Disrespectful Design, Part II

What can you do, as a builder, if your job seems to require to employ disrespectful design patterns?

What is Disrespectful Design

First, it’s worth rehashing what Disrespectful Design is. I think there are a few common dimensions:

  • It’s adversarial. It puts the needs of the product (or the company building the product) clearly ahead of the needs of users, and tries to get users to do something. This post about Reddit has a bunch of examples of that, but in general, you’ll find lots of adversarial designs around sign-up flows or invite flows in social products.
  • It caters to System 1 over System 2. It uses dark patterns that cater to people’s automatic minds, their instincts/emotions, over their reason and logic. Vanity metrics that appeal to the ego and make users feel good through short dopamine hits. Infinite feeds that keep users mindlessly scrolling without being aware of how much time has passed.
  • It favors shortterm gratification over longer term benefits. You might feel better after while or immediately after using the product, but it probably has some bad long-term effects.
  • It is paternalistic and often dishonest. It claims to know what’s best for users better than the users themselves. My all-time favorite is: “We track you and invade your privacy, so that when we show you ads, they’re more relevant to you!” but it’s generally more like “You’ll have a better experience if you do X, so we will trick you (not convince you) into doing X. You don’t know what’s best for you, we do.”

Not all products that have these characteristics constitute Disrespectful Design, and there’s a bit of I know it when I see it to it. For example, even products that help people improve over the long-term like fitness apps or meditation apps might employ some of these tools to help people meet their goals. But these apps won’t have all these characteristics.

Why it Happens

A combination of things have overlapped to encourage Disrespectful Design.

  • The proliferation of “free” products. As the saying goes, if the product is free, you are the product. Free products are often monetized using your attention, your data, and your actions, so they need to get as much of that as possible from you so they can show you more ads or try to get you to take some other action.
  • An overly “data-driven” culture. You can very easily A/B test your way into a very disrespectful product. You try something, it juices your metrics, so you do more of it. The data becomes a crutch, and often, the things that are more measurable are short-term, shallow metrics.
  • “Performance”-driven culture. “We’re a meritocracy. If you move the needle, you’ll get rewarded”. Put that together with a data-driven culture, and suddenly you have a lot of builders finding ways to juice short-term metrics so they can get that next promotion or that bonus.
  • Grow-at-all-costs mentality. No doubt that the venture-capital-backed start-up model has created a lot of success, but it does push companies to a “grow-at-all-costs”, “winner-takes-all” type of mentality, where the key metric is growth and everything else be damned.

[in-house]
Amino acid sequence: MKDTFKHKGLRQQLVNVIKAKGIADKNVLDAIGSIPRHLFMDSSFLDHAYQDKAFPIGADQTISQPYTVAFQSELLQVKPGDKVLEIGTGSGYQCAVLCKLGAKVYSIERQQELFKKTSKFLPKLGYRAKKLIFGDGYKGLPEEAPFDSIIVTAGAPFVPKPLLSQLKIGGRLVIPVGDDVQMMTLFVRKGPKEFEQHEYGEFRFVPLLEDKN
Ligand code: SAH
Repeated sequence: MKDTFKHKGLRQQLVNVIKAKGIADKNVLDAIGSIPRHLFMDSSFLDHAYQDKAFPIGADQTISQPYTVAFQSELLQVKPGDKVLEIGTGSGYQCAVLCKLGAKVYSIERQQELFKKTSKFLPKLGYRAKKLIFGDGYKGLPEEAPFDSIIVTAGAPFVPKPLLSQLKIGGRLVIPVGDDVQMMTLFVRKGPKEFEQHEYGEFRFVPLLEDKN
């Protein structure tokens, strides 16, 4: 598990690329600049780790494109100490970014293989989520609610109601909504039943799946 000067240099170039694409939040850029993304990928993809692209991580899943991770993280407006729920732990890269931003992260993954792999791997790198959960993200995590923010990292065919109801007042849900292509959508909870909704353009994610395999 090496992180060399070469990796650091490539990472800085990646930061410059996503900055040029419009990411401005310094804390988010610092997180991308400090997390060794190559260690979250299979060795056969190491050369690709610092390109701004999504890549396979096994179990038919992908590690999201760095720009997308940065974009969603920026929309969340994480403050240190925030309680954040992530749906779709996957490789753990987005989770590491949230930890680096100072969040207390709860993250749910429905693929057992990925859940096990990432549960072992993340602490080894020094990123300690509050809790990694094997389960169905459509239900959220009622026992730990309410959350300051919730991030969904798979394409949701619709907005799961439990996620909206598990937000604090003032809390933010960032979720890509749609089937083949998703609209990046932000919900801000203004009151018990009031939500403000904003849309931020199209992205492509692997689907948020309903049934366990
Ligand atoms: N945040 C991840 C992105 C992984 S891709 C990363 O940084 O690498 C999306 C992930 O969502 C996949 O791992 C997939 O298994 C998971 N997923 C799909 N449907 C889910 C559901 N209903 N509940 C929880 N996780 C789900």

What You Can Do

So as a builder, if you find yourself working on a product that employs or plans to employ disrespectful design, here is what you can do:

First, decide what you’re OK with. There’s a spectrum here. For me, making a call-to-action in a flow more prominent in a way that makes it easier for users to find is probably fine. Changing it so users mistakenly click on it? Probably not.

Then, try to quantify the damage. Sure, maybe the short-term metric you’re looking at improved, but take a more holistic view. Look at down-funnel metrics. Maybe that sleazy sign-up page converts more users at that stage, but does it create better-engaged users? Unfortunately, the answer is often yes, but not always. For example, apps like Quora and Reddit that block their mobile browser UIs (or make them crappy) as a way to entice users to download their app do piss off a lot of users, but ultimately, convert enough people to the (much more sticky) mobile app that the metrics make it look like it’s worth it.

Look at long-term metrics. Maybe across the funnel, disrespectful design works in the short-term. But long-term, are you building a healthy base of users? Long-term metrics are, unfortunately, really hard to test. By definition, you’d need to wait a long time to see the results of an A/B test. And, during that period, you have extra product and engineering complexity of having multiple active flows. Finally, in some products, it’s really hard to fully isolate effects between control and treatment populations for an A/B test (ie can you fully track an anonymous user over time / devices / locations? can you prevent effects on one population from leaking to the other population? etc).

Next, some negative effects of Disrespectful Design can’t be quantified, but they can be observed. A company that has a reputation for employing Disrespectful Design might have its ability to hire affected. For example, while Reddit definitely has a really talented team, you can’t look at a thread like this and argue that it’s ability to hire more talented people isn’t negatively affected. You can’t easily put a number on that effect, but if you believe that the people you hire are one of the key determinants of your success as a company, hiring brand is a crucial ingredient.

Finally, know when you’re ready to walk away. Life’s too short, your time and talent too valuable. If you’re not comfortable spending your time and energy on a product because of the way it’s being built, and you can’t change things, look elsewhere. It’s hard to walk away from a well-paying job at a well-known company, but it’s also hard to put a price on that feeling of putting your head down, at the end of a long day, and feeling proud of the work you’ve done.

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